If the real estate has value, is being sold, and a potential owner is fast and savvy, it could present a tremendous opportunity. Kimco purchased 89 former Venture store leases as a real estate investment, reselling 49 to Kmart; Staples purchased the vast majority of the former Rickel Home Center locations in the Northeast; and so far Kohl's, Kmart, and Wal-Mart have all announced plans to purchase a significant number of Caldor leases.

A landlord that receives a store back can seize the opportunity to redevelop the project and potentially receive higher rents. That opportunity assumes many variables. One assumption is that the landlord has the money to invest back into the project.

Notwithstanding the rosy stories depicted above, many landlords have been severely impacted by receiving space back, losing the income stream, and not having the resources to properly redevelop or make necessary improvements.

Unprofitable stores are a drain By closing an unprofitable store, an astute retailer will reduce negative energy and improve its bottom line. Customarily, we may be talking about a small percentage of a retailer's stores, perhaps 5% or 10% of the total store count. Although for many retailers this liability does not mean the difference between success and failure, closing unprofitable stores can make a healthy retailer healthier.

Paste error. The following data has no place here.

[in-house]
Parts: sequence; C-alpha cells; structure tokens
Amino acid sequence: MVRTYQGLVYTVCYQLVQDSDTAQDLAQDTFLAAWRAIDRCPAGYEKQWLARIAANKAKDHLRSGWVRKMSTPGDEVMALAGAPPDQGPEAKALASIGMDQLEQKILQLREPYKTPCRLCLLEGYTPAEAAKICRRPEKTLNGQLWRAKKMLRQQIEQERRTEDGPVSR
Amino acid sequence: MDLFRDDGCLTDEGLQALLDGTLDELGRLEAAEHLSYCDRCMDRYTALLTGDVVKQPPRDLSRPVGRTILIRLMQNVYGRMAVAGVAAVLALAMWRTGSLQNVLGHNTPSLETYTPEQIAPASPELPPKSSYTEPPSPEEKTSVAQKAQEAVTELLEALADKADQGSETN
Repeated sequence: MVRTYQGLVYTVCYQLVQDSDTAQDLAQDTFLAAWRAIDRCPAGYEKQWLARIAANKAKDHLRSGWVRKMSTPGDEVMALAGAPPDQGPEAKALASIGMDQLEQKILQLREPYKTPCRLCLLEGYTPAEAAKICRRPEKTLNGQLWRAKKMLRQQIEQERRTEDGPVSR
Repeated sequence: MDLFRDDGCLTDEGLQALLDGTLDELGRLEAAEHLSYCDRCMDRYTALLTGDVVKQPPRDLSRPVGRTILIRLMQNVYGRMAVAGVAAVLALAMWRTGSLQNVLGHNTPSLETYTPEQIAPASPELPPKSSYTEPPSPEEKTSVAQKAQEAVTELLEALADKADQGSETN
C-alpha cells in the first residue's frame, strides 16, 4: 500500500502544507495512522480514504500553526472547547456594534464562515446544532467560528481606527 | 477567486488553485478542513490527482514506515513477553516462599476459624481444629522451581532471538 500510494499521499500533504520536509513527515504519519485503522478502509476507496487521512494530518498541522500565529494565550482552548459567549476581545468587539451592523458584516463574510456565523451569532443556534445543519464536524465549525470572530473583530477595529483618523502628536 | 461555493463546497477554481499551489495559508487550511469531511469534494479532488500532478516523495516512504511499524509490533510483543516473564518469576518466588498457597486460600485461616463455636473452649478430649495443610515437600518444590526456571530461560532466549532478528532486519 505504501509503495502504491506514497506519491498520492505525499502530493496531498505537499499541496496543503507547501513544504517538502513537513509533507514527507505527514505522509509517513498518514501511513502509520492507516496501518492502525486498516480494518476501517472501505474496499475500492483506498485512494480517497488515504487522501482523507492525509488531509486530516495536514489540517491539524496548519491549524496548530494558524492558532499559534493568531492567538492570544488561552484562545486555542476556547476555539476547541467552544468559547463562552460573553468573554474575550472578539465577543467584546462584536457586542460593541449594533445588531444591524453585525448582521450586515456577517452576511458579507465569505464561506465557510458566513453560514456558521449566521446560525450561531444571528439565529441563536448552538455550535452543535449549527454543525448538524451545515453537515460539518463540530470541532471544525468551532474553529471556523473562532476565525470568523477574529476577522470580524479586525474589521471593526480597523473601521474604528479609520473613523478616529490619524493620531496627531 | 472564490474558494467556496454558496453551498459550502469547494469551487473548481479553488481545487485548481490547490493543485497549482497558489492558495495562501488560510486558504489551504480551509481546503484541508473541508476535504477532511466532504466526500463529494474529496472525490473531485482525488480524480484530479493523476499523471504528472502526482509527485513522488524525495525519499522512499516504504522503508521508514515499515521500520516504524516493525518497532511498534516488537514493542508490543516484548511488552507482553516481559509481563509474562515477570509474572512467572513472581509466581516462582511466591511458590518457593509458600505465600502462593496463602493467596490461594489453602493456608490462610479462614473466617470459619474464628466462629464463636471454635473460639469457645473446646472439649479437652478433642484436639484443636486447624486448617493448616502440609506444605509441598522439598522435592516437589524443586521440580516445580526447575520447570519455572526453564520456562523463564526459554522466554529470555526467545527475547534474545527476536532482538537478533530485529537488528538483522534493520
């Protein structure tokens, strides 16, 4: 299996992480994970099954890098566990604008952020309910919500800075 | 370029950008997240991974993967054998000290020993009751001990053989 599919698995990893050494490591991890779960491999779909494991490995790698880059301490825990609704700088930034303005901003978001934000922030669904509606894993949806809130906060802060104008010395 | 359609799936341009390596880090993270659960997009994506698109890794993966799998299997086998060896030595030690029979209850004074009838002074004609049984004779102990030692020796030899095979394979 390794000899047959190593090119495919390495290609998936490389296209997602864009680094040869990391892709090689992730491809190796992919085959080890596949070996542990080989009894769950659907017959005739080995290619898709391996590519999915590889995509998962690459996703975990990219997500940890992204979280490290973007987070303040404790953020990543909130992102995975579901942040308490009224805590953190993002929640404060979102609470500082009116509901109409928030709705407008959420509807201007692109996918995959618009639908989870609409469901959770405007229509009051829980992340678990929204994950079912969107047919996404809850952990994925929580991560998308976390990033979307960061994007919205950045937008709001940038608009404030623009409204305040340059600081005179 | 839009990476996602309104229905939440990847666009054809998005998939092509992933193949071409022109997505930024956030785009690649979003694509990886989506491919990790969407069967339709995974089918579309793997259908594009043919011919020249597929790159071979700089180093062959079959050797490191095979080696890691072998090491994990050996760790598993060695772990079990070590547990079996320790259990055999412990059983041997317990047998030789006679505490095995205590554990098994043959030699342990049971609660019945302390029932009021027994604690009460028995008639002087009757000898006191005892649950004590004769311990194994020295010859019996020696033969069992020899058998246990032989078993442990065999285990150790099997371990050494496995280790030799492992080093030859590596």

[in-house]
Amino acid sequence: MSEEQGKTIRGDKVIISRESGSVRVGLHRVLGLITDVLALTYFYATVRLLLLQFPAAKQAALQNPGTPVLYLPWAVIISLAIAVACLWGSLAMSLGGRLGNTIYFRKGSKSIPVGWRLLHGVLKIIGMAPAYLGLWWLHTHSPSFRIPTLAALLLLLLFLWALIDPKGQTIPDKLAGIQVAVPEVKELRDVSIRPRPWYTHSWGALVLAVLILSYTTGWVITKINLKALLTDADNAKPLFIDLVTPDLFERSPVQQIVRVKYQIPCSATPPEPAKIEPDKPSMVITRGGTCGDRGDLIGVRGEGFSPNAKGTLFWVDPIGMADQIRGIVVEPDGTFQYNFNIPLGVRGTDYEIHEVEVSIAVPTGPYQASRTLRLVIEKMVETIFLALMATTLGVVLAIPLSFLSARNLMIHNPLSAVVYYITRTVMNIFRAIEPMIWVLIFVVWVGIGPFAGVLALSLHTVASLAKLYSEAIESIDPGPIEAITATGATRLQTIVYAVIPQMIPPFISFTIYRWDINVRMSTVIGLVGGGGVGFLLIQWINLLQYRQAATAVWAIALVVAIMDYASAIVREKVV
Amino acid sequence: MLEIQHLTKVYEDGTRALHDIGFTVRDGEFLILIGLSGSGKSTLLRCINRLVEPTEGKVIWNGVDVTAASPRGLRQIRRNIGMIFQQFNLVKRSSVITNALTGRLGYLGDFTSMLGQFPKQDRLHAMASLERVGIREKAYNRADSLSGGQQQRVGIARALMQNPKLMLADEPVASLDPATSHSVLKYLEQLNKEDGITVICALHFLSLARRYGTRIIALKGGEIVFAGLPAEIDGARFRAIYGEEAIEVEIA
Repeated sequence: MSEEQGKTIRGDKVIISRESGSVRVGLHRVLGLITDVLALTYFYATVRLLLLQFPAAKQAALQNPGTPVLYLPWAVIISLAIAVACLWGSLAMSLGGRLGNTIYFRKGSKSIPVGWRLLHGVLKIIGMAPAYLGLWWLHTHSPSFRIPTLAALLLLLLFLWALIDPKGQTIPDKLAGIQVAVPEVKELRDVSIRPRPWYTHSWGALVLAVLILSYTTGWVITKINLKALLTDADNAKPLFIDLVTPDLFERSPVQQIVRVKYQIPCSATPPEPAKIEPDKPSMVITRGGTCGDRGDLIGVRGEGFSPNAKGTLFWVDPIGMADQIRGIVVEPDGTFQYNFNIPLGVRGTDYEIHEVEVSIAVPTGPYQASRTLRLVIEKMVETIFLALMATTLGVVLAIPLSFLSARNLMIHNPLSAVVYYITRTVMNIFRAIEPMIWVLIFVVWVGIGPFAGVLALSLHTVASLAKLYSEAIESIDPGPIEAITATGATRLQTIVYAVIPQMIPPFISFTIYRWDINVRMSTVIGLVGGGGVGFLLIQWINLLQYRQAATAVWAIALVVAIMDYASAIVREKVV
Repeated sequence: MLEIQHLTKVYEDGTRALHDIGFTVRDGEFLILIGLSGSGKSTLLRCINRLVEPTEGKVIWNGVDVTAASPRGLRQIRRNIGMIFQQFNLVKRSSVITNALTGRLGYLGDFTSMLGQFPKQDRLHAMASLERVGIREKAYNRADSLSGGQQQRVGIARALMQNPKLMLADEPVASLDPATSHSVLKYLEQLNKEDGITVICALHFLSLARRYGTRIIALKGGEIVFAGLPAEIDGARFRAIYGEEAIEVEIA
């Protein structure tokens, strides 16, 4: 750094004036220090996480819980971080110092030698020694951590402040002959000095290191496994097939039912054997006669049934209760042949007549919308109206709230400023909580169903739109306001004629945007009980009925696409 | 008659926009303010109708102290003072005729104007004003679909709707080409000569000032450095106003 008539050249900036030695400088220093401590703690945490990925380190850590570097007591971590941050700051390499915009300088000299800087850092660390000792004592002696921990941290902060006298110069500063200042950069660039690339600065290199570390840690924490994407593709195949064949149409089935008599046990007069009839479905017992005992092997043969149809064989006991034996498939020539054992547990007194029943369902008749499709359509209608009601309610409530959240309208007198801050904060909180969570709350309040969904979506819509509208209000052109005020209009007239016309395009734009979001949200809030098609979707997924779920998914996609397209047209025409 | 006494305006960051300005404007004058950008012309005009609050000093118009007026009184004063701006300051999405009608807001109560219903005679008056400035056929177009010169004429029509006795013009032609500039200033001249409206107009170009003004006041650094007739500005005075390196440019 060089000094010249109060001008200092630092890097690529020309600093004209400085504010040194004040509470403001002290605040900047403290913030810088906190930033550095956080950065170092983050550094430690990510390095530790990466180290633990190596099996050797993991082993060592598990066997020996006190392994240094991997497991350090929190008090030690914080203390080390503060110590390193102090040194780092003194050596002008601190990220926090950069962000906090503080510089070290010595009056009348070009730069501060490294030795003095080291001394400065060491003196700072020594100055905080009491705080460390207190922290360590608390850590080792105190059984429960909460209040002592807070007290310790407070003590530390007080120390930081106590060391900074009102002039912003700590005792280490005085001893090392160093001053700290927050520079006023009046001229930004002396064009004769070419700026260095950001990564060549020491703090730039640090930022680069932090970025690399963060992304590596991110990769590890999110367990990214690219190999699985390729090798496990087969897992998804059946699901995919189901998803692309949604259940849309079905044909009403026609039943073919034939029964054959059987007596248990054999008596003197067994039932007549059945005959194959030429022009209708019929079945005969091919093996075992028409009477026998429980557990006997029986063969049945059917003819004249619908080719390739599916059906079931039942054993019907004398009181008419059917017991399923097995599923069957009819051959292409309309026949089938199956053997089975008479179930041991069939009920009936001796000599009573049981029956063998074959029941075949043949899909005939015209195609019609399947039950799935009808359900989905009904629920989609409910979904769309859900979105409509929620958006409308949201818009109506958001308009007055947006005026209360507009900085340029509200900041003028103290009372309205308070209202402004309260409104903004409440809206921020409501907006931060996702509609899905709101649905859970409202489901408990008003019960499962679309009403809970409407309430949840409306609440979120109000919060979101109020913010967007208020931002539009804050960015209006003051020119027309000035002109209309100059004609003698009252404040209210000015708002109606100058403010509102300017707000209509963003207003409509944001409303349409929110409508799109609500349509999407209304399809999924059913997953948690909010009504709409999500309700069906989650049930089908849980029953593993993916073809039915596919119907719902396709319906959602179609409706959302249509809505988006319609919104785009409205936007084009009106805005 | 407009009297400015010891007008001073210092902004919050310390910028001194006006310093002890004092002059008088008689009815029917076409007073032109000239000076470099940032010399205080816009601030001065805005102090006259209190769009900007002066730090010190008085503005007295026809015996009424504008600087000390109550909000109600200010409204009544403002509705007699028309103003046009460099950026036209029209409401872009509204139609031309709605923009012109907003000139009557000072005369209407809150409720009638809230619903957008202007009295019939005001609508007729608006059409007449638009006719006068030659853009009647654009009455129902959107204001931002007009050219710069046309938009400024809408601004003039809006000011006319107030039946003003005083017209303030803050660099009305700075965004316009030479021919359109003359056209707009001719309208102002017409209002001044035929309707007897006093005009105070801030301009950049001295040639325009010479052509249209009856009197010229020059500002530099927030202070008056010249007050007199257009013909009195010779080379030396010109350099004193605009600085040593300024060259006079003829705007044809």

And, considering that in most cases surplus savings can instantly go to the bottom line, solving surplus liabilities can be an easy way to boost profits immediately . This is one of the reasons many retailers have a continuous flow of new surplus stores.

Many landlords have successfully capitalized on surplus real estate, profiting well by taking advantage of unique opportunities. Many other landlords, however, have been devastated due to surplus real estate, ranging from the thriving center that seems to die overnight as its anchor moves out (even though it keeps paying the rent), to those that outright lose their needed income stream.